My Doctoral study (2006) highlighted the process that occurs when racism has been identified on training courses and white students appeal to their black peers for absolution. A form of distraction from the pain of racism their selfcare.
White privileged individuals who are part of racist Eurocentric systems sometimes feel they are losing something by giving up their privileged positions to create anti-racist alliances with us so that we can liberate ourselves, our families and our clients. They do not realise that their change can also liberate them and they load pressure onto us to educate them and save them from their feelings of guilt.
Black lives matter is showing that we are collectively emerging from the trauma of our past and have high expectations of rising above the intimidation, undermining and crushing collective mental stomping on our peoples.
This gross situation that we have been living with in the western World and its effects in Africa, Asia and the Caribbean has created mental, physical, spiritual and emotional malaise. The underdeveloped mentality of the privileged white has caused them to feel guilty that we have exposed the treatment of us and we are now saying that it is enough.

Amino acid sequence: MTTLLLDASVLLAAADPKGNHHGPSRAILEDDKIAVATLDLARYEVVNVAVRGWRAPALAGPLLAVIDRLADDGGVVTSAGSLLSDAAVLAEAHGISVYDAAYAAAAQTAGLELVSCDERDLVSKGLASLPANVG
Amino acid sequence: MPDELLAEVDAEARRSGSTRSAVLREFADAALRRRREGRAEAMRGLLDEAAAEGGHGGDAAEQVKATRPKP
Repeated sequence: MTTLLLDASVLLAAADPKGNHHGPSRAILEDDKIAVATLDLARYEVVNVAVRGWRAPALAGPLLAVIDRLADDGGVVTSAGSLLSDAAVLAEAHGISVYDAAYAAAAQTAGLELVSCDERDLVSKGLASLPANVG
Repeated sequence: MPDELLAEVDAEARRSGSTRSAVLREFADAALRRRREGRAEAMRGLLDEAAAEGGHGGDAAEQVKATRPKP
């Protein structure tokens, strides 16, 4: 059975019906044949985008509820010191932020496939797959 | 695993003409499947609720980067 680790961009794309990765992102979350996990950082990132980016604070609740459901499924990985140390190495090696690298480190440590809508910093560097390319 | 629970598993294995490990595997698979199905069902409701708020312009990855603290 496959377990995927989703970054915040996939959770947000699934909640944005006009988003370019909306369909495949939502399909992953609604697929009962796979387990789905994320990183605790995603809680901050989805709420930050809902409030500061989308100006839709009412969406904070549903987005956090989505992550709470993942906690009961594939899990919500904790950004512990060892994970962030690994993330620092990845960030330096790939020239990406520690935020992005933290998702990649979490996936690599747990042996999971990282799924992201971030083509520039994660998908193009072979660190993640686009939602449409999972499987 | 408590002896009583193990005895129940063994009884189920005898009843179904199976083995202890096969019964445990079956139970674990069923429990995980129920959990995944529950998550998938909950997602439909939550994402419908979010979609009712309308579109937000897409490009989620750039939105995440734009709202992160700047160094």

An aspect of slave mentality that remains is where we put our own well-being and sorrow aside and we rush to educate, soothe and support the fragile psyche of a people who have been publicly found out and challenged on the role of suppressing us throughout history.
We want their allyship but it is not our job to take care of them. We often forget that we have our own wounds to heal and we put these aside and rush to show white people what they should do to recover from their guilt. This act often takes priority over our own needs for recovery and survival.